Keep your blood sugar levels and blood pressure under control as these can cause permanent damage to the eyes.
If you put eye makeup, then make sure that you remove the eye makeup before sleeping.
Always read in sufficient light. Dim light might make it difficult for the eyes to focus, which can cause short-term eye fatigue. Challenging visual work, such as reading in insufficient light, can also lead to short-term drying of eyes because you blink less often.
If you wear contact lenses, regular aftercare check-ups are vital to ensure your lenses remain comfortable and your eyes stay healthy. Always keep your lenses clean and moist.
Talk to your eye-specialist about any hereditary disorders and family history of diseases. Undergo periodic eye check-ups at least once in a year.
Additionally, you should also take out time for some eye exercises to strengthen your eye muscles.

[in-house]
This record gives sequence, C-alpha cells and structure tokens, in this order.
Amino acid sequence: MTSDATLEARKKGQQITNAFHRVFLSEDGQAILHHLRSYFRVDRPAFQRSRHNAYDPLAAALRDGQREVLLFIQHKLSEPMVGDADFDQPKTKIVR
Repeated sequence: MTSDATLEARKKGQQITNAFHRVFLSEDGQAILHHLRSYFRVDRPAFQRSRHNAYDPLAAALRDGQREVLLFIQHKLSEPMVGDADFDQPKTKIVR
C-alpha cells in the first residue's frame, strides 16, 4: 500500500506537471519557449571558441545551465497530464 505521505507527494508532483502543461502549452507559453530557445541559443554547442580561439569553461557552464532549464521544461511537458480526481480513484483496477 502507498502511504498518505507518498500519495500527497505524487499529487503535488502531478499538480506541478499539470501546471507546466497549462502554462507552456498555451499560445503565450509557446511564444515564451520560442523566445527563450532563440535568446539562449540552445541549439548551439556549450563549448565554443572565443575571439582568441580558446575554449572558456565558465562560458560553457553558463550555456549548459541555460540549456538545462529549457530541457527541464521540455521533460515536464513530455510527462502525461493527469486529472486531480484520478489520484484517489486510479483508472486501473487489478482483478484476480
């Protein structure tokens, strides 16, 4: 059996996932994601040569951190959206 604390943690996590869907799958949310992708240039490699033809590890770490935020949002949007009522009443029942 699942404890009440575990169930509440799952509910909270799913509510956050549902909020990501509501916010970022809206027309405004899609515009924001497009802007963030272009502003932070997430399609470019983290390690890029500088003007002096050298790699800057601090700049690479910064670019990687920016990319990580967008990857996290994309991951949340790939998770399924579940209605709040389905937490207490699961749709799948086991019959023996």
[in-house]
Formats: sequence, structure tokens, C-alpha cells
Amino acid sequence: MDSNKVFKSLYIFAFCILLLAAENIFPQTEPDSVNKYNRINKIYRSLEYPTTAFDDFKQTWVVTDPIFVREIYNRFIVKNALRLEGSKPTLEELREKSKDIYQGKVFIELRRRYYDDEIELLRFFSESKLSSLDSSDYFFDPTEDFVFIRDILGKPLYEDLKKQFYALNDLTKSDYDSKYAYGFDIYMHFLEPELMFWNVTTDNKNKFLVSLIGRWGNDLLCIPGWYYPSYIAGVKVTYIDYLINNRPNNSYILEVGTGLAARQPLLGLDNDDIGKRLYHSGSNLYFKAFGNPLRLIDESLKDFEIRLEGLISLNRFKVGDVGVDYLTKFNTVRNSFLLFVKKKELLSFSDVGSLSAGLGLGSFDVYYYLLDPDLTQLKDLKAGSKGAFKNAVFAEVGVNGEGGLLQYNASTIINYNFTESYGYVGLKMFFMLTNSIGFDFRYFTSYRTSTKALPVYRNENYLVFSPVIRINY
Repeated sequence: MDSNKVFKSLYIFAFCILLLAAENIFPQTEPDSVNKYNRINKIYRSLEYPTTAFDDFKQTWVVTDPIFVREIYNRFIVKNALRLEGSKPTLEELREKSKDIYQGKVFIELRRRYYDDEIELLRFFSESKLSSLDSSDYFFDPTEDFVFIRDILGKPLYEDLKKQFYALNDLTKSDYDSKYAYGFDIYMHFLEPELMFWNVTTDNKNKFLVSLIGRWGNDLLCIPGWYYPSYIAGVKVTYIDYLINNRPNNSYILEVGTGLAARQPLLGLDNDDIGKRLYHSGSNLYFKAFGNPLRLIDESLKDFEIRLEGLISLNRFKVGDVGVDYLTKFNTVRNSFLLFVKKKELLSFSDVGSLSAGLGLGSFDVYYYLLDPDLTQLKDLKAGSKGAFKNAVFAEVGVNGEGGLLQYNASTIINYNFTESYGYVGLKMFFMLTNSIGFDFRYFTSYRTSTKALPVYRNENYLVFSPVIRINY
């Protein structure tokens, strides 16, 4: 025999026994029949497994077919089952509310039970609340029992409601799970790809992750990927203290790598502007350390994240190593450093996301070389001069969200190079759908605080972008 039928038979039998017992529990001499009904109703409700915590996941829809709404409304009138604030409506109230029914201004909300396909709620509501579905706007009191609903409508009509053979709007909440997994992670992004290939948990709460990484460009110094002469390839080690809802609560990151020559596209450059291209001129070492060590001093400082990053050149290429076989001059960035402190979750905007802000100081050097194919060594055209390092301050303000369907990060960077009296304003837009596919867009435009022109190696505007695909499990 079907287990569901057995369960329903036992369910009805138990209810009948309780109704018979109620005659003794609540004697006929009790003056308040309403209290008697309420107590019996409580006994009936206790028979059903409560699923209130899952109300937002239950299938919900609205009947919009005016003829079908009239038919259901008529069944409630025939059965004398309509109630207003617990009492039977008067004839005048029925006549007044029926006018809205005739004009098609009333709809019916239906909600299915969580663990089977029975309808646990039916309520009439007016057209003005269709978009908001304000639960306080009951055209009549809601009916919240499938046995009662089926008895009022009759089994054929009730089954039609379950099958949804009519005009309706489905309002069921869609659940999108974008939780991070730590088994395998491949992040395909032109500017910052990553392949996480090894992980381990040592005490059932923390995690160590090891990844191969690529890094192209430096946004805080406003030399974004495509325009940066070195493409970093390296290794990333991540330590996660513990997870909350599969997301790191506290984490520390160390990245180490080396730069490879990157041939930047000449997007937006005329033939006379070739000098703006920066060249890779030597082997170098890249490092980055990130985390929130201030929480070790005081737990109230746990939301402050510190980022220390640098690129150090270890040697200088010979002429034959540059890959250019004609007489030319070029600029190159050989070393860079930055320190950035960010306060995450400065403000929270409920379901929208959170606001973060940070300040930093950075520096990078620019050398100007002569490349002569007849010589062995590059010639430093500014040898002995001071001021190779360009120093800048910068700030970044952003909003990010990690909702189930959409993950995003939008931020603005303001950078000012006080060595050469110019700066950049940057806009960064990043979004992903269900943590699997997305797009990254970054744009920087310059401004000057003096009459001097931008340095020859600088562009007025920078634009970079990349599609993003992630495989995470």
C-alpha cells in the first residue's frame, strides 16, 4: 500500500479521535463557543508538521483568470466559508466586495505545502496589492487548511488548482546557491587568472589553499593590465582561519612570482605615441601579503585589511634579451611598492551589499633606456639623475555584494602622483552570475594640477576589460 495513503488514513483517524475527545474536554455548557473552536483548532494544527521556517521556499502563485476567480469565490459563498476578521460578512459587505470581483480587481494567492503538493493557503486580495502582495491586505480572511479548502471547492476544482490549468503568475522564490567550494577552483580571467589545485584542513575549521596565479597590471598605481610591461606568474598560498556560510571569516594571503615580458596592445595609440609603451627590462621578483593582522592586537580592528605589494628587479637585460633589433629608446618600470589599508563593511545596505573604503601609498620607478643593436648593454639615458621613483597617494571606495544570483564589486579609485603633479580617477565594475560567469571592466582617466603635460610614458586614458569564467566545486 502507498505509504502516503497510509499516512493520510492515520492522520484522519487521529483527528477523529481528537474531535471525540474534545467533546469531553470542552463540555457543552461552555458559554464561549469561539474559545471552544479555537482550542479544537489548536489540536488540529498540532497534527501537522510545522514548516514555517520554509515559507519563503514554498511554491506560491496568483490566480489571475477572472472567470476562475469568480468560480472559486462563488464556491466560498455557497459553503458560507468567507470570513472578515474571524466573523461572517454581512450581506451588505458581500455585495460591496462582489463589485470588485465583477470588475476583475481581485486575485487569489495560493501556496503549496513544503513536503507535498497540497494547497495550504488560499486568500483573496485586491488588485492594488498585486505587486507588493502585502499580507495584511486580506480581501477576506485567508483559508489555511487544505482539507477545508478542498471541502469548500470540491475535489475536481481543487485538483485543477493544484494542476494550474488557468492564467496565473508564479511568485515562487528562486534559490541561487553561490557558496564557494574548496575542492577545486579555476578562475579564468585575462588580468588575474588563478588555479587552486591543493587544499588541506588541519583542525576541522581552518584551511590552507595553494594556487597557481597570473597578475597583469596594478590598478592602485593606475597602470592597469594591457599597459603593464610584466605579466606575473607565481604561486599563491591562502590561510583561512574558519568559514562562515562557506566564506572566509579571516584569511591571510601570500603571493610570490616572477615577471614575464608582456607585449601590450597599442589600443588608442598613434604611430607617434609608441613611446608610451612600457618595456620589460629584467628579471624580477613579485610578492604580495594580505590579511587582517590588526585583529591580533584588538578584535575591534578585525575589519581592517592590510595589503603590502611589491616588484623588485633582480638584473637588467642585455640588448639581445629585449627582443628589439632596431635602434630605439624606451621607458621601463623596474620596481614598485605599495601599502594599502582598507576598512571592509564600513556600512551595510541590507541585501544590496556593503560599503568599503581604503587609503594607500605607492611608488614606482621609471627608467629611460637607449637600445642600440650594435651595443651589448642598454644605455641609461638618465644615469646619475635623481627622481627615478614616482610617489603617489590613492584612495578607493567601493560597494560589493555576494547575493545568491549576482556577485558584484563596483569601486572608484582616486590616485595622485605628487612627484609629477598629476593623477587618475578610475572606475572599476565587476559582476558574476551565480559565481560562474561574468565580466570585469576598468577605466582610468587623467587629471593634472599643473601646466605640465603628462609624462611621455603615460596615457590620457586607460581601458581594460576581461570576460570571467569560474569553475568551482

Follow proper reading positions so that you don't strain your eyes. It is always advisable to have a proper distance and position while watching TV so that you don't end up with tired and strained eyes.
Wear sunglasses to screen out UV rays and dust to protect your eyes.
You should sleep for about 8 hours in order to have healthy eyes.
Eye care is better than eye cure. Avoid using old or contaminated eye-drops as it can damage your eyes.
Smokers are up to three times more likely to develop cataracts than non-smokers - another good reason to quit.
Take short, frequent breaks from the computer to prevent eyestrain and tiredness.
Carrots contain high concentration of vitamin A, which protects the eyes and allows them to function efficiently. Lack of vitamin A can lead to vision problems including glaucoma, night blindness and short sightedness that sometimes can be serious.
Citrus fruits are rich in vitamin C, which protect your eyes from inflammatory disorders, infections, early formation of cataracts, age-related macular degeneration and corneal ulcers.
Green vegetables are one of the best foods for the eyes as they are rich in lutein and zeaxanthin, known as nutrients shown to reduce macular deterioration and cataracts, two age-related eye problems.